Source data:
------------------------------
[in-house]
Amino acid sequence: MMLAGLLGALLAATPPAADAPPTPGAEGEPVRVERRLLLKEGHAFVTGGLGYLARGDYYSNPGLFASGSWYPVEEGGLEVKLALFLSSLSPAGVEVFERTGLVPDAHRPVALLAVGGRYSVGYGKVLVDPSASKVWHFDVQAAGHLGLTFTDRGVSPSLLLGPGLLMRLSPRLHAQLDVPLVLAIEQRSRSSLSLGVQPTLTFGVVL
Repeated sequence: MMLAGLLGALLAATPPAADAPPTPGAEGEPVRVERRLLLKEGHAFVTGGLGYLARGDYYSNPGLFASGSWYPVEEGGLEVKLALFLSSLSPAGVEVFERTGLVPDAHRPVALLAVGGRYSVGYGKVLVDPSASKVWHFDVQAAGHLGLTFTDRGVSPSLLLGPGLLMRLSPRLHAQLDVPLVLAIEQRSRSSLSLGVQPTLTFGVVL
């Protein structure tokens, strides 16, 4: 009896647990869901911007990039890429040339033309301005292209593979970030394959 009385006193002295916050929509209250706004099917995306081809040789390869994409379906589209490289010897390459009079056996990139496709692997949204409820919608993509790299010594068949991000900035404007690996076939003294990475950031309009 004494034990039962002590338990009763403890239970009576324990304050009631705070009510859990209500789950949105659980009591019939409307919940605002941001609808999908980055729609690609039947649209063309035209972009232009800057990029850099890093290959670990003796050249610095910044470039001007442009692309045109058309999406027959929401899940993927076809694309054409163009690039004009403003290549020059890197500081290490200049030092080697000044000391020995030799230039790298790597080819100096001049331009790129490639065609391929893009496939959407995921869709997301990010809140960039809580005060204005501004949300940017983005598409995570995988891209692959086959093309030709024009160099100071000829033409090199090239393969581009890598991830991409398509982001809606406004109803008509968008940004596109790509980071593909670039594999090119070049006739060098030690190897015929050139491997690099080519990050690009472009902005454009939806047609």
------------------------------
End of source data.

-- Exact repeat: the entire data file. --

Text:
[in-house]
Amino acid sequence: MMLAGLLGALLAATPPAADAPPTPGAEGEPVRVERRLLLKEGHAFVTGGLGYLARGDYYSNPGLFASGSWYPVEEGGLEVKLALFLSSLSPAGVEVFERTGLVPDAHRPVALLAVGGRYSVGYGKVLVDPSASKVWHFDVQAAGHLGLTFTDRGVSPSLLLGPGLLMRLSPRLHAQLDVPLVLAIEQRSRSSLSLGVQPTLTFGVVL
Repeated sequence: MMLAGLLGALLAATPPAADAPPTPGAEGEPVRVERRLLLKEGHAFVTGGLGYLARGDYYSNPGLFASGSWYPVEEGGLEVKLALFLSSLSPAGVEVFERTGLVPDAHRPVALLAVGGRYSVGYGKVLVDPSASKVWHFDVQAAGHLGLTFTDRGVSPSLLLGPGLLMRLSPRLHAQLDVPLVLAIEQRSRSSLSLGVQPTLTFGVVL
């Protein structure tokens, strides 16, 4: 009896647990869901911007990039890429040339033309301005292209593979970030394959 009385006193002295916050929509209250706004099917995306081809040789390869994409379906589209490289010897390459009079056996990139496709692997949204409820919608993509790299010594068949991000900035404007690996076939003294990475950031309009 004494034990039962002590338990009763403890239970009576324990304050009631705070009510859990209500789950949105659980009591019939409307919940605002941001609808999908980055729609690609039947649209063309035209972009232009800057990029850099890093290959670990003796050249610095910044470039001007442009692309045109058309999406027959929401899940993927076809694309054409163009690039004009403003290549020059890197500081290490200049030092080697000044000391020995030799230039790298790597080819100096001049331009790129490639065609391929893009496939959407995921869709997301990010809140960039809580005060204005501004949300940017983005598409995570995988891209692959086959093309030709024009160099100071000829033409090199090239393969581009890598991830991409398509982001809606406004109803008509968008940004596109790509980071593909670039594999090119070049006739060098030690190897015929050139491997690099080519990050690009472009902005454009939806047609």